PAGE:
GEM3 researchers work to understand invasive plants in Idaho's wildlands
Invasive plants are a problem across Idaho and the American West – species like cheatgrass not only steal water from native plants but become fuel for wildfire. Researchers have used satellite data to detect and map these species for decades, but satellite data are limited, said Megan Cattau, an assistant professor of human-environment systems in the College of Innovation and Design and director of the drone certificate program. Satellite data can be too coarse to capture detailed images of individual plants. It’s difficult to detect invasive species that are interspersed with native species.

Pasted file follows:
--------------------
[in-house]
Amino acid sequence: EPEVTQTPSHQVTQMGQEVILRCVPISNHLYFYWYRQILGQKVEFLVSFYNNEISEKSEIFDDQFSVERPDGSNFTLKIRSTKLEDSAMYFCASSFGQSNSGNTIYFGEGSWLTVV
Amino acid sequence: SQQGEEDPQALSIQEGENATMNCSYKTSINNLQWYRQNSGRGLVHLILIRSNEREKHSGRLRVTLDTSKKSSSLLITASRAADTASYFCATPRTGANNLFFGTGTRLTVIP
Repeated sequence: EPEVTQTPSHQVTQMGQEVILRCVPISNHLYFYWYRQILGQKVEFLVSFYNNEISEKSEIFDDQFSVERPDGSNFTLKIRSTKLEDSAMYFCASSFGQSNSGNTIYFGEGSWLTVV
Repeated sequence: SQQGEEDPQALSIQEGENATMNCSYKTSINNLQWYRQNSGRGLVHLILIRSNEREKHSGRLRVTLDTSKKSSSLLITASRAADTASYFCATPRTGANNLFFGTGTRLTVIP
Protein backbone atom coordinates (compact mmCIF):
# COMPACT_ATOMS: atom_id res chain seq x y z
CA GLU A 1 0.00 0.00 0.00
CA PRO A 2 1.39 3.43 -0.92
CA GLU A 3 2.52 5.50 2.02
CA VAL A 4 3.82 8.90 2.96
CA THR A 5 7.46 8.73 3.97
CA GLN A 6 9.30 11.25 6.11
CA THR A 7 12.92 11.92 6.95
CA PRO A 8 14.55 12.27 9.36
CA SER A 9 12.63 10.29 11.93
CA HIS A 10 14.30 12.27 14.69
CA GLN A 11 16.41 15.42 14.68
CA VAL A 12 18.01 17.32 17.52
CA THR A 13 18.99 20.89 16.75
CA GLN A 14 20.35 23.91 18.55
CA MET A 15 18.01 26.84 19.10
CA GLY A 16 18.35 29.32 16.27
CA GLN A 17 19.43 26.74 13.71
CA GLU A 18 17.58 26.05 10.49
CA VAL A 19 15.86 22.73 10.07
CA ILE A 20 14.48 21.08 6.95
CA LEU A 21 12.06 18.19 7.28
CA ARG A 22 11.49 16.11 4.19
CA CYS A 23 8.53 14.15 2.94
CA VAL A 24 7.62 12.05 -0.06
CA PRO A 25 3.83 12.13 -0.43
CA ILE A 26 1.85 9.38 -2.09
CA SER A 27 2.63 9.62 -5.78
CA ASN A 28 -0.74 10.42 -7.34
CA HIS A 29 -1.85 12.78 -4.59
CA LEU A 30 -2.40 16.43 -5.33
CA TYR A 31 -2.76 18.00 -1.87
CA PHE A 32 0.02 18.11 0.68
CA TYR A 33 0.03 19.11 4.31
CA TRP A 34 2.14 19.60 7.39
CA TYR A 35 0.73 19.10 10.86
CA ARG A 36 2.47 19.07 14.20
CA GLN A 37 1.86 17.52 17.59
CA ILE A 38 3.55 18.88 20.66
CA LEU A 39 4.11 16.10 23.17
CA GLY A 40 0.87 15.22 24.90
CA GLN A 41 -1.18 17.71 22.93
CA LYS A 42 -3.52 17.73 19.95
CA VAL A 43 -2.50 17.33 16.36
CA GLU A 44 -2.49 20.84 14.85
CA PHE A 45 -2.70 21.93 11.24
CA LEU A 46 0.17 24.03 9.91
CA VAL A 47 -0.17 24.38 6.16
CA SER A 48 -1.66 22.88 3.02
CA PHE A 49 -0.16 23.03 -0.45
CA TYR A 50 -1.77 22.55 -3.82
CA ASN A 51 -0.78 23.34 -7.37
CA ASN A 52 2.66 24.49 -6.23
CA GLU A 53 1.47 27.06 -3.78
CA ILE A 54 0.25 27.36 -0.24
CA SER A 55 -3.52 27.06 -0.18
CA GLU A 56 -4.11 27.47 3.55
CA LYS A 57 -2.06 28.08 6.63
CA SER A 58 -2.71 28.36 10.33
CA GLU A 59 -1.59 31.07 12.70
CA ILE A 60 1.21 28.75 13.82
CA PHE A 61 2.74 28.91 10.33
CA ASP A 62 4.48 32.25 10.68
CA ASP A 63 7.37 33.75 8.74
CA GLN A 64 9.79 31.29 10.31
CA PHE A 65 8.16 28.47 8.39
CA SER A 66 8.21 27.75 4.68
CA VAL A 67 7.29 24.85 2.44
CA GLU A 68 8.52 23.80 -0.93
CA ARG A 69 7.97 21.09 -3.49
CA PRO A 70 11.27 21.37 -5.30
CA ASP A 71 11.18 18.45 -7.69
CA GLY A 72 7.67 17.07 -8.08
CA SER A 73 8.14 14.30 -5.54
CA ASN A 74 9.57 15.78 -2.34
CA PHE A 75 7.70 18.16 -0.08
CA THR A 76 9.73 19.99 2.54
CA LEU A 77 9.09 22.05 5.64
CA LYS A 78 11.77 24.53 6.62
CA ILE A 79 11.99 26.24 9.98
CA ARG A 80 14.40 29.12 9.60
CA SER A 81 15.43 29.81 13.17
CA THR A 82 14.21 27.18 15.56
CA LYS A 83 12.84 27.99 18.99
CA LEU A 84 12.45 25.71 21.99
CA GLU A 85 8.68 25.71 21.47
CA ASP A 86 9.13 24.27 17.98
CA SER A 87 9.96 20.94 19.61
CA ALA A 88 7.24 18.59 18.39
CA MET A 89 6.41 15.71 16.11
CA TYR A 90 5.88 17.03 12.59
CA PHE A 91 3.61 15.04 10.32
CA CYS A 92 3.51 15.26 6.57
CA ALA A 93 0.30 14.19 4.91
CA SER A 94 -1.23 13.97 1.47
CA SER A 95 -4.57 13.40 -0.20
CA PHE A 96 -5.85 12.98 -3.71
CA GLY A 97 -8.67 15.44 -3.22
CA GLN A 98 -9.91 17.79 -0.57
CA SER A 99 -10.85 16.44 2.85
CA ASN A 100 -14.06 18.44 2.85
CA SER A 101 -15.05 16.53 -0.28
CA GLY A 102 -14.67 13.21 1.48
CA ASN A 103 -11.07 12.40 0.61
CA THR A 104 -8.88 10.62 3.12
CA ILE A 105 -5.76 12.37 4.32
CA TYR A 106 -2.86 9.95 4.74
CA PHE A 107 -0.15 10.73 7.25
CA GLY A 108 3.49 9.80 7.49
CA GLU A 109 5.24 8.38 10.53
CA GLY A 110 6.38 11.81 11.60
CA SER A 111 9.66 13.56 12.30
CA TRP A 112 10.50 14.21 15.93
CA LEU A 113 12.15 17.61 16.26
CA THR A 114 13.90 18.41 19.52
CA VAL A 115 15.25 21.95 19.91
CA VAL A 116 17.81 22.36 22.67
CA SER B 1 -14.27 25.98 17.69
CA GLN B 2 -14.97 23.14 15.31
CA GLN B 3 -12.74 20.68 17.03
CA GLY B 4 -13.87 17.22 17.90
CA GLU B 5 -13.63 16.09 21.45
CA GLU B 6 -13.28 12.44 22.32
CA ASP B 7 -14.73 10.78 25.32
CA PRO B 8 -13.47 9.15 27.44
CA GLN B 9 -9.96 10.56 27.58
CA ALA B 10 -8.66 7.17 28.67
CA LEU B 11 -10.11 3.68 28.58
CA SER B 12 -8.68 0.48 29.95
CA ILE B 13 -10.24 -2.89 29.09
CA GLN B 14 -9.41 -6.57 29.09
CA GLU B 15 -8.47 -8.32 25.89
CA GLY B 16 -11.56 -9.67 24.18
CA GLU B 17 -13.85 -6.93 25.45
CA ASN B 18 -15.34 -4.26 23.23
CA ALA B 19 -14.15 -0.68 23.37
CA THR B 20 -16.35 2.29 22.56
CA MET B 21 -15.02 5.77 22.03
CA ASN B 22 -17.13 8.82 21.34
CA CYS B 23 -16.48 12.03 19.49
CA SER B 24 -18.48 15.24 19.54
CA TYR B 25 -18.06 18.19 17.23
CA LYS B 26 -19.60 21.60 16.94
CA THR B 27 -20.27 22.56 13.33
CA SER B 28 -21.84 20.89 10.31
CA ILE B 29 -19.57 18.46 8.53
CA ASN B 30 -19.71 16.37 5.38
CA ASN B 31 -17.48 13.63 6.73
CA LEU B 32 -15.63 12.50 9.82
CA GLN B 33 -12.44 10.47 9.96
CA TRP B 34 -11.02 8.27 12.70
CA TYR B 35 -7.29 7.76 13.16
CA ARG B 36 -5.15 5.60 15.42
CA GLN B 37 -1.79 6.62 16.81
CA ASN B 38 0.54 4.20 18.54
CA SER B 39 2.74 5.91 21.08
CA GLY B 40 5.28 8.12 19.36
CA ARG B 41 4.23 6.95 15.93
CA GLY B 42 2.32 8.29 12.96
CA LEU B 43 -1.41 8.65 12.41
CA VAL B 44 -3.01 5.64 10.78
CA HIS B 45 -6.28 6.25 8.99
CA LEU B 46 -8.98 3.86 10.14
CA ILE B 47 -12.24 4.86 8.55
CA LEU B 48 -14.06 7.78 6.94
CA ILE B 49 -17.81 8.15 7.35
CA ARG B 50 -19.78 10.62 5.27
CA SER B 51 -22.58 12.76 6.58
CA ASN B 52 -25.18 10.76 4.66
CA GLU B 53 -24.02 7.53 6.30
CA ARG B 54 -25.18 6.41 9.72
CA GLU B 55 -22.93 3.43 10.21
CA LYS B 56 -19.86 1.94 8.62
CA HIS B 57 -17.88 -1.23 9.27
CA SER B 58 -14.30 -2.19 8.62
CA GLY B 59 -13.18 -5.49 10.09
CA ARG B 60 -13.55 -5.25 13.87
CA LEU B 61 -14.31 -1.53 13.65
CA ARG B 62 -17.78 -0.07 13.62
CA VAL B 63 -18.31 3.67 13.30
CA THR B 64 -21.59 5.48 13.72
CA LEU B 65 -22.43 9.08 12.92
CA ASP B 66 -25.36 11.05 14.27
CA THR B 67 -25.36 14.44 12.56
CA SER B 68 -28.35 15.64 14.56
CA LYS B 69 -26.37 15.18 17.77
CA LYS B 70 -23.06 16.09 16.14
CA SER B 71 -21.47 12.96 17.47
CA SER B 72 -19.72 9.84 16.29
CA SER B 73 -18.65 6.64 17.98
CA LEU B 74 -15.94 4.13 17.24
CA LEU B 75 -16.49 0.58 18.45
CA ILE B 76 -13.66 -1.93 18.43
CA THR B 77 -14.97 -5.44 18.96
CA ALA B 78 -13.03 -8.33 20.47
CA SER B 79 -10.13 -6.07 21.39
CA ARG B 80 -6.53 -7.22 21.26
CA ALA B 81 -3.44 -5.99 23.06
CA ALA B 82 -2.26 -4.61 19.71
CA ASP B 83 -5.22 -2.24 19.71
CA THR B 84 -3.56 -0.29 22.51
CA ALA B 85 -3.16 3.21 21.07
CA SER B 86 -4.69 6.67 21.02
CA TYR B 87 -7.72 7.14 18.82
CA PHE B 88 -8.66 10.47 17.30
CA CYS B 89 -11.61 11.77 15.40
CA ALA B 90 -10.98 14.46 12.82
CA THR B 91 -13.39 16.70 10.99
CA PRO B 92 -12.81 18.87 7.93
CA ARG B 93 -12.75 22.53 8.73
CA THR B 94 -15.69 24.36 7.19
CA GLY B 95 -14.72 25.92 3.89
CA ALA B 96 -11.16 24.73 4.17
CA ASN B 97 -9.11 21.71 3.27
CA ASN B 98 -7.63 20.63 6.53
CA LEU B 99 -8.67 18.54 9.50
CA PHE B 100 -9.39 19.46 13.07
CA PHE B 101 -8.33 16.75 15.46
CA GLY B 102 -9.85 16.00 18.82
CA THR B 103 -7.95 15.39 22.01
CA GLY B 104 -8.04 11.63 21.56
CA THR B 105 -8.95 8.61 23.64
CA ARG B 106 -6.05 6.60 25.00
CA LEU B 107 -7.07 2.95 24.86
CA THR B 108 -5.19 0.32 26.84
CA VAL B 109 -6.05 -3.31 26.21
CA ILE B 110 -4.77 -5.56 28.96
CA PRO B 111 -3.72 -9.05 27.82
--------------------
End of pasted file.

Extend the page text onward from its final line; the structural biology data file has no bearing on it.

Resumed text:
Cattau and her Boise State team of graduate and undergraduate students, post-doctoral researchers, and research technicians used drones in a pilot study in an area south of Kuna, Idaho. The drones, which can fly on demand and collect finer imagery, are helping the team map invasive species like Russian thistle and bur buttercup as well as cheatgrass, using information about each species’ distinct growth patterns.
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